21. ^ a b Forslund, page 98.
  22. ^ Forslund, page 43.
  23. ^ Forslund, page 53.
  24. ^ Hyung-chan Kim, pages 55, 56.
  25. ^ "Chinese-Americans Told to Be More Political". 
  26. ^ Robert “KC” Johnson. “Did Nixon Commit Treason in 1968? What The New LBJ Tapes Reveal”. History News Network, January 26, 2009. Transcript from audio recording on YouTube of President Johnson: “We have found that our friend, the Republican nominee—our California friend [Richard Nixon]—has been playing on the outskirts with our enemies and our friends, both—our allies and the others. He’s been doing it through rather subterranean sources here.“
  27. ^ Jules Witcover. The Making of an Ink-Stained Wretch: Half a Century Pounding the Political Beat (October 4, 2005 ed.). Johns Hopkins University Press. p. 131. ISBN 0-8018-8247-8. “I tracked down Anna Chennault (…) she insisted she had acted under instructions from the Nixon campaign in contacting the Saigon regime. ‘The only people who knew about the whole operation,’ she told me, ‘were Nixon, John Mitchell [Nixon’s campaign manager] and John Tower (senator from Texas and Nixon campaign figure), and they're all dead. But they knew what I was doing. Anyone who knows about these things knows I was getting orders to do these things. I couldn’t do anything without instructions.’” 
  28. ^ Clark M. Clifford. Counsel to the President: A Memoir (May 21, 1991 ed.). Random House. p. 582. ISBN 0-394-56995-4. ”The activities of the Nixon team went far beyond the bounds of justifiable political combat. It constituted direct interference in the activities of the executive branch and the responsibilities of the Chief Executive, the only people with authority to negotiate on behalf of the nation. The activities of the Nixon campaign constituted a gross, even potentially illegal, interference in the security affairs of the nation by private individuals.”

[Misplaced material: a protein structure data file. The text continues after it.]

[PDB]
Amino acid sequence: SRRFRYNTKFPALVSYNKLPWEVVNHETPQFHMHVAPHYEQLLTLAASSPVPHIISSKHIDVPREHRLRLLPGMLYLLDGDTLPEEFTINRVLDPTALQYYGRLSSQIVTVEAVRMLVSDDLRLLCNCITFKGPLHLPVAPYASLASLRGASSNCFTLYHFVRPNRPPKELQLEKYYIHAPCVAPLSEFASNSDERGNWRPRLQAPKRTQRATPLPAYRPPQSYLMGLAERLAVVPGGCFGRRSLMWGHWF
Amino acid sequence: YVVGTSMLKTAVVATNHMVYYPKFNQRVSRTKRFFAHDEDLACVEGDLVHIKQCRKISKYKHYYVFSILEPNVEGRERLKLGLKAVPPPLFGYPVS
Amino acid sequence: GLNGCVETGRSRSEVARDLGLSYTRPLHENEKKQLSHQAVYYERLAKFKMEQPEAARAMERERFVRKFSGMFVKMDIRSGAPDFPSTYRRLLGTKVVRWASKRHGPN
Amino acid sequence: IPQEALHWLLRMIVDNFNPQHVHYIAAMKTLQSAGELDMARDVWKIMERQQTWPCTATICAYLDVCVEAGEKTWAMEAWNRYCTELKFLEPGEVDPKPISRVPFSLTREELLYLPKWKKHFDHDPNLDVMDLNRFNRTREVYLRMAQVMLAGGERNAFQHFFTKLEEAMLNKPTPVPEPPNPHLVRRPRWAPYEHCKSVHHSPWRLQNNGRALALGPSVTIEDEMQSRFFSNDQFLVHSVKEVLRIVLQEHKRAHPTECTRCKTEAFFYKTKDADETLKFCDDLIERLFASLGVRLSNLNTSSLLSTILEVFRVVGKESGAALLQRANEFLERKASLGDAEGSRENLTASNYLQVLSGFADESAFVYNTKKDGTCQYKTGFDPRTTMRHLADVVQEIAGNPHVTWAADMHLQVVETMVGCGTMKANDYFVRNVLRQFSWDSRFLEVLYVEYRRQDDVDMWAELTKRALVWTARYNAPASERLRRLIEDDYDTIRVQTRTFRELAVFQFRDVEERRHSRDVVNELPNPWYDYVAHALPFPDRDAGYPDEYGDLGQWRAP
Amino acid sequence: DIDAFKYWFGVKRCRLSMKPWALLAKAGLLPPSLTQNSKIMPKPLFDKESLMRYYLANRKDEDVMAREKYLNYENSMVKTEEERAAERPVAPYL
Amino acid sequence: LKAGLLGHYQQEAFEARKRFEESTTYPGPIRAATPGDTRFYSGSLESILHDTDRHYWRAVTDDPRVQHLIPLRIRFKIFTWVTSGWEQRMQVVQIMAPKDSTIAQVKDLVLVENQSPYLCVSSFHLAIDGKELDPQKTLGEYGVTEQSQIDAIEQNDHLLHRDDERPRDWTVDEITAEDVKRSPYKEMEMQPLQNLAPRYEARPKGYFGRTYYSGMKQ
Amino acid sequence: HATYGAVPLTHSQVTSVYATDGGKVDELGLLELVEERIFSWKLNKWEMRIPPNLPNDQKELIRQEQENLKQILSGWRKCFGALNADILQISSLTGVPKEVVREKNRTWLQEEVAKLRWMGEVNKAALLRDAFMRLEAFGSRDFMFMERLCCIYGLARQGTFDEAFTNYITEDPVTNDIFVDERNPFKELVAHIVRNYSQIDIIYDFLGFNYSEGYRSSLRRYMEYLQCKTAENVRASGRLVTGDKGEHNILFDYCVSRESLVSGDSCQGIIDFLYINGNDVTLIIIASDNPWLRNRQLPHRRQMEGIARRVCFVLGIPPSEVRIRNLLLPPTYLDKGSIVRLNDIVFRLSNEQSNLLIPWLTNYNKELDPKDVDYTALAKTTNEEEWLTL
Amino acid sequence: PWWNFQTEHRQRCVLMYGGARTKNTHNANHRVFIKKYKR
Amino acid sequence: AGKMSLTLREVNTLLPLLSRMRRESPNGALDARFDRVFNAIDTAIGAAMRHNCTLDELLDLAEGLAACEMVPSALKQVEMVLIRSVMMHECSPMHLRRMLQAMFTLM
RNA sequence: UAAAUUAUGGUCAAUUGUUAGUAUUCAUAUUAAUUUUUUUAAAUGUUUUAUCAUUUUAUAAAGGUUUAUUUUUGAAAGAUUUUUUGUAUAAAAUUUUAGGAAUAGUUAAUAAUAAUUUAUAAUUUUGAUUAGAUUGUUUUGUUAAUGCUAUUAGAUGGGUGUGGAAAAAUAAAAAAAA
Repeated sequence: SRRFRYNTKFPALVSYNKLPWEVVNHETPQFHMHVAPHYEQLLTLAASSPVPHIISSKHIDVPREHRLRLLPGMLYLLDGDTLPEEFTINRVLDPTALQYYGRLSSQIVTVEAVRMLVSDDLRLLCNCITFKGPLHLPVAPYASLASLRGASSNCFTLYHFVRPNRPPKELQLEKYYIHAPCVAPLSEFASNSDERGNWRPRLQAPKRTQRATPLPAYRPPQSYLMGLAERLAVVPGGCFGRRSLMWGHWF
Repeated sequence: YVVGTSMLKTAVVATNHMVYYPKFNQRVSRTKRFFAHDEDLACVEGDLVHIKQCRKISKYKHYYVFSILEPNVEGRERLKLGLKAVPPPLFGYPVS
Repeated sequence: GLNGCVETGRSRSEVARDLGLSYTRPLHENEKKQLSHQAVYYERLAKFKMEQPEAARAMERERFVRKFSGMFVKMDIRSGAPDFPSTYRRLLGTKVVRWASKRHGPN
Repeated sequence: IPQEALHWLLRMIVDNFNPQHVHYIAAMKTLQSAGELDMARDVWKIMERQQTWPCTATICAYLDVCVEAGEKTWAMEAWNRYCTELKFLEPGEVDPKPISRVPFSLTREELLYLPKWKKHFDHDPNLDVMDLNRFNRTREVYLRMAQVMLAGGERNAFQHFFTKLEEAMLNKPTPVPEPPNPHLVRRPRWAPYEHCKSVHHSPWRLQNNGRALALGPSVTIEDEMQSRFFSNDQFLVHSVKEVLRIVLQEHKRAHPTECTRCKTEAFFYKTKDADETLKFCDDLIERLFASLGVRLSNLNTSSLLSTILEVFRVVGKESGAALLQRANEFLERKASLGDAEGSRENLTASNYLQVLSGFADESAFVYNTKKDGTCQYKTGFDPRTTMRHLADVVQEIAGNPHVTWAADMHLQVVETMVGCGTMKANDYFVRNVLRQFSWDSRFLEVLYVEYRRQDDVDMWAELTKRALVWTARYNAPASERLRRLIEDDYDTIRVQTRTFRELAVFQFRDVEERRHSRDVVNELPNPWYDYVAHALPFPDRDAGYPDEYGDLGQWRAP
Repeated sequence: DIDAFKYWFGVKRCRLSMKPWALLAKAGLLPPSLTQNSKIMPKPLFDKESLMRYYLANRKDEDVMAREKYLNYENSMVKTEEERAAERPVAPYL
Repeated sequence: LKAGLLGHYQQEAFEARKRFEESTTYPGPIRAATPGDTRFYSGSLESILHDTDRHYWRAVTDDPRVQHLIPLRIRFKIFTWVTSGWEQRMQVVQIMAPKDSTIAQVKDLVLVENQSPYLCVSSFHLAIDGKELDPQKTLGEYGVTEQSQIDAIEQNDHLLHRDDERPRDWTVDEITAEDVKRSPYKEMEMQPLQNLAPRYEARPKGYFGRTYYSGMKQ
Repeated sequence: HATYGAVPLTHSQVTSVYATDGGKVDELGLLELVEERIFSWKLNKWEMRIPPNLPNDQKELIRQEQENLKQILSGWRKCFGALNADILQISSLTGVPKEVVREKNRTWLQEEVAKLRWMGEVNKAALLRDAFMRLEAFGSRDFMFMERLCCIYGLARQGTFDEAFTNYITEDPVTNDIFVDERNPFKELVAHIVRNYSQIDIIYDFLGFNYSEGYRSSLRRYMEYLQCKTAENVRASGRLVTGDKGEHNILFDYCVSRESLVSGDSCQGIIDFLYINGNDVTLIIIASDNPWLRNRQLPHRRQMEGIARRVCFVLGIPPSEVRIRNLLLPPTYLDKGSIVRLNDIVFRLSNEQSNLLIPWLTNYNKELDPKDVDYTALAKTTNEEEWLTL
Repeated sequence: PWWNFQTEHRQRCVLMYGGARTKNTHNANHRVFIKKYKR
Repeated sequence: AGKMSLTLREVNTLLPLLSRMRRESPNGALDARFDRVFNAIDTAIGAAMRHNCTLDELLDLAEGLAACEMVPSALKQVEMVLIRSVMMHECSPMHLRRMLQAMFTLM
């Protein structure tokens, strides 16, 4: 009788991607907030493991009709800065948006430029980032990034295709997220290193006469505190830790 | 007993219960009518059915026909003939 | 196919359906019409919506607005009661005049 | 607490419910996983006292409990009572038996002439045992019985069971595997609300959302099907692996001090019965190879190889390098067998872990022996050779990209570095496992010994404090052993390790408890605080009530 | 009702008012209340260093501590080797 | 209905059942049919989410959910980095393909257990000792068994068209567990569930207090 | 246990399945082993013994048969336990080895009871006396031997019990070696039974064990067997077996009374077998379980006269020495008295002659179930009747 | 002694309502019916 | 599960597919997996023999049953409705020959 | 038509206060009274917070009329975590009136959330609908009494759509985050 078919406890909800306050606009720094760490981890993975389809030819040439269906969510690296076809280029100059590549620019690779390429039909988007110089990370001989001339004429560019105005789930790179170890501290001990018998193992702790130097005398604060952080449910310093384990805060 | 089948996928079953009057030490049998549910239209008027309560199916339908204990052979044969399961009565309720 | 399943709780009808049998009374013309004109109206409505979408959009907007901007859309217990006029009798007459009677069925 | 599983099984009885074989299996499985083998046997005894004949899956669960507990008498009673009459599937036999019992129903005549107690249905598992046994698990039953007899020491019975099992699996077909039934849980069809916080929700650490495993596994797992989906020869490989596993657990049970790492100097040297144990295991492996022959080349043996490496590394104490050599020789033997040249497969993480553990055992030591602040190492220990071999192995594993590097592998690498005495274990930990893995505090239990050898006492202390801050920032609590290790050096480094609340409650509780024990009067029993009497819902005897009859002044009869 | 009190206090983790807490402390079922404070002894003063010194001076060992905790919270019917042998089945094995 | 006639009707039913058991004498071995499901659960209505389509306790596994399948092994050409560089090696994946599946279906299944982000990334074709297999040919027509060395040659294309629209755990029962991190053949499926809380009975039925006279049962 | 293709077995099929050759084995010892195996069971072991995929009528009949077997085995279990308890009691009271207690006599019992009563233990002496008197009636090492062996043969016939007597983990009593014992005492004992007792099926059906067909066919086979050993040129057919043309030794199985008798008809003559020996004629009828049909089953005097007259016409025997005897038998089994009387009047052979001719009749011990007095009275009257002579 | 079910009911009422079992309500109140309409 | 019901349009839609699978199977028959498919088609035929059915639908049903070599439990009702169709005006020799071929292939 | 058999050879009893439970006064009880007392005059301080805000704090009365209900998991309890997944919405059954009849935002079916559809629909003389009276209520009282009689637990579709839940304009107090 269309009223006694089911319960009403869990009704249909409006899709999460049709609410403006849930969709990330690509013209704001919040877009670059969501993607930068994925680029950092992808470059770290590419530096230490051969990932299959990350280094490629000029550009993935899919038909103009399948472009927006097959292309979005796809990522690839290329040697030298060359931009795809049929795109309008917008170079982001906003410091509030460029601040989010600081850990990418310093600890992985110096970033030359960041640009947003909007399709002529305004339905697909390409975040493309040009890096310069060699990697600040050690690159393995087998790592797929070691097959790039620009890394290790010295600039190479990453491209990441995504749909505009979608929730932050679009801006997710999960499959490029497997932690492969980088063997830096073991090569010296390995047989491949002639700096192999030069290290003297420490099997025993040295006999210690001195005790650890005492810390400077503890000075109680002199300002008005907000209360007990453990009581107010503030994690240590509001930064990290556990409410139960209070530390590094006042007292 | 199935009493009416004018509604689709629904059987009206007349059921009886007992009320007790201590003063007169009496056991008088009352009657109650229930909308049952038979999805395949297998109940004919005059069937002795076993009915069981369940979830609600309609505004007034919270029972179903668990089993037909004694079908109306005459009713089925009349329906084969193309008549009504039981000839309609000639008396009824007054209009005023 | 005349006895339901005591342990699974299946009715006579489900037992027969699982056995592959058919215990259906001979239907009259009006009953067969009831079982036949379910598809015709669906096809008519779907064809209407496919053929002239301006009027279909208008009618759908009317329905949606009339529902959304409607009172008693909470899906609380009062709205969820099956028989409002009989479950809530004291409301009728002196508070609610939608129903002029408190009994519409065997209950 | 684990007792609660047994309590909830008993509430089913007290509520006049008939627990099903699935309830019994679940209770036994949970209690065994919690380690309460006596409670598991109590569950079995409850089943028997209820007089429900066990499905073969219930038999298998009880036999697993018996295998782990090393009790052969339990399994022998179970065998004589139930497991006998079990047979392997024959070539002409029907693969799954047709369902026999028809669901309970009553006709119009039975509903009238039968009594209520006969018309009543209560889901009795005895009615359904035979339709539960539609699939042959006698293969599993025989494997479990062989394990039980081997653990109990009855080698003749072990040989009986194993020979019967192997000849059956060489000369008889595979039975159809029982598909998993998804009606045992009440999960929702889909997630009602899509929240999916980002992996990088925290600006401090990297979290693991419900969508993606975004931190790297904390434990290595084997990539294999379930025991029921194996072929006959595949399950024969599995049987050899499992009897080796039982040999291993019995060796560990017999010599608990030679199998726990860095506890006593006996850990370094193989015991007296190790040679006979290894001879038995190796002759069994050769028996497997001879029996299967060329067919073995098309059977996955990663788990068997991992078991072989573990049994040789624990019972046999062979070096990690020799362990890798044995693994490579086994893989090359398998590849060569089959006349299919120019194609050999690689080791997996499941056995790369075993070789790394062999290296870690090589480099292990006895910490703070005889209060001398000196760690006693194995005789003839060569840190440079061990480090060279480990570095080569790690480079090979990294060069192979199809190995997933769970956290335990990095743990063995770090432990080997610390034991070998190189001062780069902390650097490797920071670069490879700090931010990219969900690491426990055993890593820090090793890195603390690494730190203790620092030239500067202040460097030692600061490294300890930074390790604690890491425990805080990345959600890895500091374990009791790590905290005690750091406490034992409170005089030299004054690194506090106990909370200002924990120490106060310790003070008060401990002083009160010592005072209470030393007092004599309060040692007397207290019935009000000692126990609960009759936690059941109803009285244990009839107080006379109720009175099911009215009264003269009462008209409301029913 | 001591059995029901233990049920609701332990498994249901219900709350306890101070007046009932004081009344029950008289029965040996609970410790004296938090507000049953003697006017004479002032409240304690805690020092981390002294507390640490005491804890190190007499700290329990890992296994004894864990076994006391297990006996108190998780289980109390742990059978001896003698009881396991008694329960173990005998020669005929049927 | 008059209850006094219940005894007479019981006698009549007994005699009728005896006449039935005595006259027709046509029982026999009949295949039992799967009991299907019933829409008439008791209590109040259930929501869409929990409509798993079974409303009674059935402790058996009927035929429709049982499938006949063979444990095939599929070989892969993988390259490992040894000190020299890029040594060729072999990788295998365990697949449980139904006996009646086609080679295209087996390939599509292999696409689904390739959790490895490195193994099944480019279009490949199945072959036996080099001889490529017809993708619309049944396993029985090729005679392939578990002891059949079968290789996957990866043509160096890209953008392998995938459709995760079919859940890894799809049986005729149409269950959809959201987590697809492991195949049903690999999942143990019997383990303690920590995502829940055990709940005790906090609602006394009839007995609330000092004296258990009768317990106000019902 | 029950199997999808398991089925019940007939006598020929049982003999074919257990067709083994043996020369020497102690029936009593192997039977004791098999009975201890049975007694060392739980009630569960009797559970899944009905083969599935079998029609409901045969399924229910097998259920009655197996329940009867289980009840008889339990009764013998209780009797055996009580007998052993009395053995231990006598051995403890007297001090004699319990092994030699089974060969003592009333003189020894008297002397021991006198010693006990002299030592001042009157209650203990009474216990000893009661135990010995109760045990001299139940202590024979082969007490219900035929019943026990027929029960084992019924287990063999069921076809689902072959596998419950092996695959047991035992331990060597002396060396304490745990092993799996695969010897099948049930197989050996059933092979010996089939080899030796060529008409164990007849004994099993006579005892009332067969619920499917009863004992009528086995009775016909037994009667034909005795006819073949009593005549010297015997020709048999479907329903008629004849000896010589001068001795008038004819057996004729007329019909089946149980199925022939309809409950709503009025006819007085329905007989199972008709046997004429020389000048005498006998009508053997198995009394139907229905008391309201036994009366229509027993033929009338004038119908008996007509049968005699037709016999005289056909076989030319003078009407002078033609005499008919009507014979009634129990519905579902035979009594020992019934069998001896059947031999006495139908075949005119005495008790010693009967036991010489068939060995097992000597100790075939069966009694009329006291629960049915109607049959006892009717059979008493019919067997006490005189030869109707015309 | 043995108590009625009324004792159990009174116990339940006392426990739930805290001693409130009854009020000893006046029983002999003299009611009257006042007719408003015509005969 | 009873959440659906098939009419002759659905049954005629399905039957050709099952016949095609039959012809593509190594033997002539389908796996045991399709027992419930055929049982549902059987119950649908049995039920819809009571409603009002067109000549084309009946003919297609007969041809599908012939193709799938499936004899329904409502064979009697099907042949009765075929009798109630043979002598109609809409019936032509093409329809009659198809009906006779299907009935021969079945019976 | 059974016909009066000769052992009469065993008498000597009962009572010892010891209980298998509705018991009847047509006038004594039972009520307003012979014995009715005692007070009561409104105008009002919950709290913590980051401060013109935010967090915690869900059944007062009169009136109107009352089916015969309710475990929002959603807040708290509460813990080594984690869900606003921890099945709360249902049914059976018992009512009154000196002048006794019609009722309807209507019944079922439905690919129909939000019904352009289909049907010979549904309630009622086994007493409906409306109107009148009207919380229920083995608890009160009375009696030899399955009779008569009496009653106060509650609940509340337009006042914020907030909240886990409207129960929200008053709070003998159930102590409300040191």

29. ^ Diem Bui with David Chanoff. In the Jaws of History (April 1, 1999 ed.). Indiana University Press. p. 237. ISBN 0-253-21301-0. Waiting for me in the lobby was Anna Chennault. A few minutes later I was being introduced to Nixon and John Mitchell, his law partner and adviser. (…) Nixon (…) added that his staff would be in touch with me through John Mitchell and Anna Chennault. 
  30. ^ Seymour M. Hersh. “The Price of Power: Kissinger in the Nixon White House”. Summit Books, 1983, p. 21. “A few days before the election, she wrote, Mitchell telephoned with an urgent message. ‘Anna,’ (Chennault) she quotes him as saying. ‘I'm speaking on behalf of Mr. Nixon. It's very important that our Vietnamese friends understand our Republican position and I hope you have made that clear to them.’”.